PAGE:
Abbildungen der Seite

aliaque insanabilia corporis contagia

mirifica arte sustulit;
ac bona sua in pauperes collocanda

distribuendaq: erogavit.
Anno MDXXXXI. die xxiv. Septembris,

vitam cum morte mutavit.* Possibly there is little in the history of the real Paracelsus to bear out the noble aspiration of Browning in his Ideal; but there can be no question of the purity of that poet's ideal, nor of the beauty of the language in which it is apostrophized. The spirit of Bombast von Hohenheim must have been pleased by this address :

Men look up to the sun!
For after-ages shall retrack thy beams,
And put aside the crowd of busy ones,
And worship thee alone—the master-mind,
The thinker, the explorer, the creator!
I recognise thee first;
I saw thee rise, I watched thee early and late,
And though no glance revealed thou dost accept
My homage, thus no less I proffer it,
And bid thee enter gloriously thy rest!

* It may be as well here to add the epigram on the engraving from which our portrait is taken. It was supplied by Christopher Manlius of Görlitz, and may be received as a testimony to the fidelity of the painter, just as Ben Jonson's lines on the Droeshout portrait of Shakespeare prove that its fidelity was as great as its art was small; otherwise the epigram, especially the second verse, which we omit, is but a versification of names and dates.

Stemmate nobilium genitus Paracelsus avorum,

Quâ vetus Helvetiâ claret Eremus humo:
Sic oculos, sic ora tulit, cum plurima longum

Di endi per cit iter.



Epistola Ho-Eliana; Familiar Letters, Domestic and Foreign, divided

into Four Books, partly Historical, Political, Philosophical, upon Emergent Occasions. By James Howell. 1688.

Epistola Ho-Eliane; Familiar Letters, Domestic and Forren, His

torical, Political, and Phylosophical, upon Emergent Occasions. By James Howel, Esq., one of the Clerkes of His Majesties' Most Honourable Privy Council. 7th edition. 1705.

Retrospective Review. Art. 1. Howell's Familiar Letters. Vol. IV.

Part 2. 1821.

[graphic][merged small][merged small]



RCHDEACON PALEY said that the best letter was that which came most directly to the purpose; and his definition is a sound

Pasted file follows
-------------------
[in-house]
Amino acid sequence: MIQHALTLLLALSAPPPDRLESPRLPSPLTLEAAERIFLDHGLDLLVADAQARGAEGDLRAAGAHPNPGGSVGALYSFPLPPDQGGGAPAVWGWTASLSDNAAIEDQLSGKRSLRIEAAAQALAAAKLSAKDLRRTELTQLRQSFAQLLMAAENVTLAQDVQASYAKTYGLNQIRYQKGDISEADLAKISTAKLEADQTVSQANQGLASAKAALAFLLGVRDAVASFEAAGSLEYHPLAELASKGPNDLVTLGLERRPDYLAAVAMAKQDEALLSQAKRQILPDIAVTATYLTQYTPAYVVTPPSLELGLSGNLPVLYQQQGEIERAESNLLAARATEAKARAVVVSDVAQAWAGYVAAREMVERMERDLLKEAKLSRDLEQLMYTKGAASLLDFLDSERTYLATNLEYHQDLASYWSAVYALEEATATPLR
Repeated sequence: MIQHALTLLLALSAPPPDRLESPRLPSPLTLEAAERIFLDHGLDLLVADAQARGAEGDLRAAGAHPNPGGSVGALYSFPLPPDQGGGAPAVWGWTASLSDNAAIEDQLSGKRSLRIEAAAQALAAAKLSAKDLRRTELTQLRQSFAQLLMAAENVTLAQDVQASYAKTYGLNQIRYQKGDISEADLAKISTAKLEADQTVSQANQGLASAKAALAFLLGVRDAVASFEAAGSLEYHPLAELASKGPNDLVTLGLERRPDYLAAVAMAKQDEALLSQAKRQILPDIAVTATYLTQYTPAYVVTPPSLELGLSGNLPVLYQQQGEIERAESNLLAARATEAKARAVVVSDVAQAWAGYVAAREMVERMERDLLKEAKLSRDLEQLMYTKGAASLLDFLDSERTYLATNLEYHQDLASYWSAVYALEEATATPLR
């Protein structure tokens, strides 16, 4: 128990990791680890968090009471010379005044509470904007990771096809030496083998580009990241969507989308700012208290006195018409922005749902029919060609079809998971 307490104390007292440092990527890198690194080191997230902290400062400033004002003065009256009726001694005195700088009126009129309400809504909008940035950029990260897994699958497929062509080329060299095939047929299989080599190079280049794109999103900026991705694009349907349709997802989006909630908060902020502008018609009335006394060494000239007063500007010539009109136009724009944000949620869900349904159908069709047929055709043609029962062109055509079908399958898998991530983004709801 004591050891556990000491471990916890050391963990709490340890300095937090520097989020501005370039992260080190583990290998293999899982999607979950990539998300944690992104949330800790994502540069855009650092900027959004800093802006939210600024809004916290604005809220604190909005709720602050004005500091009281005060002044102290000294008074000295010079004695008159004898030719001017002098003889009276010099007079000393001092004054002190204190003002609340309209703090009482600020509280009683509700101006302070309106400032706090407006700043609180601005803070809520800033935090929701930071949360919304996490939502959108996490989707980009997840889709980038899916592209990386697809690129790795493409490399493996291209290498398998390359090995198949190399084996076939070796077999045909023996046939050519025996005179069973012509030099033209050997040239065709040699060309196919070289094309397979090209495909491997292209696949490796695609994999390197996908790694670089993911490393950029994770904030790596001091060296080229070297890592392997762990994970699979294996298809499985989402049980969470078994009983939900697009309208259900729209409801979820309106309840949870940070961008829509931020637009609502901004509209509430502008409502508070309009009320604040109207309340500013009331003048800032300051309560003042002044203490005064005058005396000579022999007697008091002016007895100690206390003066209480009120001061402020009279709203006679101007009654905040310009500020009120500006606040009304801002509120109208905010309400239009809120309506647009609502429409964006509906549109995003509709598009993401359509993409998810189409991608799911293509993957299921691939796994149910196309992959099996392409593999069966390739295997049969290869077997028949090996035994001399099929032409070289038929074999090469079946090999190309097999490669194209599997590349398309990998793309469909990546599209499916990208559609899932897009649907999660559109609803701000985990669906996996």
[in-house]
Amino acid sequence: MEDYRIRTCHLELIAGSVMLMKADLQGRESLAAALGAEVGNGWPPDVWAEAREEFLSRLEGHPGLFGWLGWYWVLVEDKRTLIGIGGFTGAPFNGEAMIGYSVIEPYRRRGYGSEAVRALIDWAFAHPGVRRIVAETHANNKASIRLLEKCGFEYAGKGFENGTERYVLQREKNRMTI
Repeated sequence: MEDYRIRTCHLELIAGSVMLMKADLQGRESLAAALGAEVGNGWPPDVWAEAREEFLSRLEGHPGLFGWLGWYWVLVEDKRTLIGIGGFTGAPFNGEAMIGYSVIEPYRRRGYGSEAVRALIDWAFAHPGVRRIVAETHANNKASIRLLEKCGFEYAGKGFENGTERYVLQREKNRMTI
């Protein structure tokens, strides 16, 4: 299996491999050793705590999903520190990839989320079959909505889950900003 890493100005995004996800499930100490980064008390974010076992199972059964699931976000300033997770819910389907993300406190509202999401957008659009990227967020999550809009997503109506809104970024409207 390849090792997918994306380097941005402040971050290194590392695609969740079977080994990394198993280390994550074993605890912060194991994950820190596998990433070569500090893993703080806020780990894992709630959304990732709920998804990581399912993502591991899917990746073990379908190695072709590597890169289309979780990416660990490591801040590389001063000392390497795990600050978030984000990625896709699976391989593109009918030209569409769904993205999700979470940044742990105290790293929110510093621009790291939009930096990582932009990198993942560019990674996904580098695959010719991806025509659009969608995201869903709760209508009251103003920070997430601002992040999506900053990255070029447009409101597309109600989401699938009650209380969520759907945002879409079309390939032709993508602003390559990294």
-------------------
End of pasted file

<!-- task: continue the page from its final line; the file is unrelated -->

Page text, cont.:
The polite involutions, curious turns, quaint images, and hyperbolical compliments with which our grandfathers tickled the fancies of our grandmothers and great-aunts, should be, and luckily have been, swept away. Letter-writing to some is a pastime; to many it is a passion. With ladies this passion soon grows into a disease, and when they are under its influence it is astonishing what long letters they will write upon the slightest subject, and how, if encouraged, a perennial spring of correspondence will gush from them. If suffering badly from this mania, they are always “ gushing;” but since the disease would appear to be inevitable, it may be well that they should take it in the best possible form; and, if a doctor be careful of the virus he chooses for vaccination, surely we should be particular in the choice of the “Familiar” letter writer from which our relatives first “ take the venom of a lady's pen.” Basing ourselves upon Paley's dictum, we may be somewhat astonished to find that, in an age of euphemistic periphrasis, James Howell arrived at once at the highest point of excellence. His familiar letters, on subjects the enumeration of even a few of which would occupy too much of our space, are models of what letters should be-humorous or serious, affectionate or severe, as the case may require, but practical, clear, concise, and always direct and to the point. There is something also very manly and delightful in their style ; and the reading, good-humour, and knowledge of life they display are immense. Hence, of upwards of forty different publications by this clever travelled gentleman, his letters alone remain to us: and these are read again and again, each time with a greater zest and pleasure by the true lover of old literature.

Travelling, in Howell's days, was as fashionable, if not as easy, an amusement as it is now. We leave it to the black letter critics to determine the important question whether Shakespeare had ever been to Scotland, or to Paris, or had “ swum in a gondola.” His descriptions of Italian scenery are sufficiently accurate to warrant the supposition that he had visited the latter country. But if he was not actually a traveller, the majority of the more fortunately born and richer gentlemen of his day were, as well as the poor scholars, who, mustering their few gold

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